Healey knows that after she wins, she will be immediately compared to Republican Governor Charlie Baker, the most popular governor in America for several years running. Those are quite the shoes to fill. And if this debate -- and the rest of the campaign -- can do anything interesting at this point, it is to bolster her favorability rating.

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So with their respective performances and futures in mind, let’s get to the grades.

Carlin Stiehl for The Boston Globe/Associated Press

Former state representative Geoff Diehl

Grade: B

This may have been the best high-profile, under-pressure performance Diehl has given in his political career. The debate performance was certainly more confident that anything he did against Elizabeth Warren when he challenged her for US Senate four years ago.

However, it wasn’t perfect. If this debate is remembered for anything even a month from now, it’ll be Diehl’s contention that being on the exit people-mover at Logan Airport somehow counts as public transportation.

In the context of his future after this race, Diehl did himself favors. He doubled down on issues important to the GOP base such as favoring school choice, opposing COVID restrictions, and mentioning President Biden as a boogyman, even though it is not obvious that Biden is so deeply unpopular in a state he won by 33 points two years ago.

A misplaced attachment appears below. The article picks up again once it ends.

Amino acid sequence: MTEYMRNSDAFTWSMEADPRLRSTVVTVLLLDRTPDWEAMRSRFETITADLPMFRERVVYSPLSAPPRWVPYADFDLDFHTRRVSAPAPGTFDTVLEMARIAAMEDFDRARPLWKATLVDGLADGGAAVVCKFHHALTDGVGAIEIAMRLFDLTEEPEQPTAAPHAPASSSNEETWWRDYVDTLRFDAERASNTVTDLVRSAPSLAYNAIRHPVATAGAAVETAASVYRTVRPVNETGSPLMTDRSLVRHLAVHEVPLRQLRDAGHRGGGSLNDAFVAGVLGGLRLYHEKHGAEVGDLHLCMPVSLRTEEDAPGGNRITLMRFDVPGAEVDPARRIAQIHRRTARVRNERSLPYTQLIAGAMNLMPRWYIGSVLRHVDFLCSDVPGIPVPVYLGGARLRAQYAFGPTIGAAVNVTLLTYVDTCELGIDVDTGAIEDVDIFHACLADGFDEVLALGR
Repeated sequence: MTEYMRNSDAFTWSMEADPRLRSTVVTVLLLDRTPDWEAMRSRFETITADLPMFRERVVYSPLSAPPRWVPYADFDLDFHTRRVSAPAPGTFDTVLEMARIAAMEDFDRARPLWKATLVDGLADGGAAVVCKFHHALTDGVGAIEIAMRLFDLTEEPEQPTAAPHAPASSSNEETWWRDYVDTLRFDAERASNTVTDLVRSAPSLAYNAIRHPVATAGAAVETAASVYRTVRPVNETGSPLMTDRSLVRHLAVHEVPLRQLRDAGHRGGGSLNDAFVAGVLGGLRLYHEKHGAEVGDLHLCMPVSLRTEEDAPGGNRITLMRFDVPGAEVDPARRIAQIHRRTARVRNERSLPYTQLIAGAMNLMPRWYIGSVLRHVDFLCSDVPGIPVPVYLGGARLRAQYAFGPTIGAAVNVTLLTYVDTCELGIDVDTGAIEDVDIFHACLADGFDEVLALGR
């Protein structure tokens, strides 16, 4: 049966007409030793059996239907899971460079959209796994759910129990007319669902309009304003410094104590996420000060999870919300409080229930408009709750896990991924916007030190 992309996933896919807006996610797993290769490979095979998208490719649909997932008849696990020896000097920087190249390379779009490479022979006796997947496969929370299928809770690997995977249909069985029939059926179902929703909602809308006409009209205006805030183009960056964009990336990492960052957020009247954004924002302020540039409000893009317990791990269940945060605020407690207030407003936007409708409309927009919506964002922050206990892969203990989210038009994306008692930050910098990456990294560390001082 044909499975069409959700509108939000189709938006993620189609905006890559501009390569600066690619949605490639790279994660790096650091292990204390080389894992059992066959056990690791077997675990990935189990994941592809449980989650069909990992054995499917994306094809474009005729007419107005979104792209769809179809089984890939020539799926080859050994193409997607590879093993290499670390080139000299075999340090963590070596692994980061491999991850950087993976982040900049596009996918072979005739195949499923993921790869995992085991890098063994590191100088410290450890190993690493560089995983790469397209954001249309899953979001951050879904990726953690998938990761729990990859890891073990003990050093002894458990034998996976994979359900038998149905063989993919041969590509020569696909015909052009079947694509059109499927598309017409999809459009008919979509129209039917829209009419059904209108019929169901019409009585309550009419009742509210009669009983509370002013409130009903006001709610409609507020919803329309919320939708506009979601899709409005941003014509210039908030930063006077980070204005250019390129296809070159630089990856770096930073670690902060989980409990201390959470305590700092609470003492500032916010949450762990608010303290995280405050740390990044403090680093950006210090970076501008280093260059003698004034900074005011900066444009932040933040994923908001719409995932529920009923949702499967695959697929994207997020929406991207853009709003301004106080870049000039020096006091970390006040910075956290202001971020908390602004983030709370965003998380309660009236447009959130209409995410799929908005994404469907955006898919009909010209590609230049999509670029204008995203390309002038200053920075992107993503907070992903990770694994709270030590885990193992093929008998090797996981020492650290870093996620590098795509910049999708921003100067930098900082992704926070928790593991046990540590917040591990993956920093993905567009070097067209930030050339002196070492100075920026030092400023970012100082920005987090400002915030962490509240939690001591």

But Biden is deeply unpopular among Republicans in the state, and Diehl’s populist nod to Sysco food distribution workers who just ended a strike, while throwing in a comment about the economy, was clever.

Diehl preserved a lot of options for his future in this debate, except for being elected governor this year.

Carlin Stiehl for The Boston Globe

Attorney General Maura Healey

Grade: A

For every time Diehl mentioned Biden, Healey mentioned Baker at least two times more. Even though they are of different parties, Healey was deep in the mode of suggesting she would be something of a Baker third term.

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What’s interesting is that in so doing Healey has zero bones with breaking with the state’s progressive wing. Her answer to help the economy is to embrace Baker’s tax cut proposal. Her flex is to double down on her law enforcement job. The pipelines she blocked weren’t because of climate change, but, she contends, because state ratepayers would get shafted. Yes, this is the same Healey who was the only major political figure in the state to stick her neck out and endorse squad member Ayanna Pressley in her primary challenge against incumbent Michael Capuano four years ago.

On performance, Healey delivered no memorable lines and avoided taking any pledges (on no new taxes or mask mandates), which will give her wide latitude as governor. She also employed the “best defense is a good offense” strategy going after Diehl, especially on election denying and abortion.


James Pindell can be reached at james.pindell@globe.com. Follow him on Twitter @jamespindell and on Instagram @jameswpindell.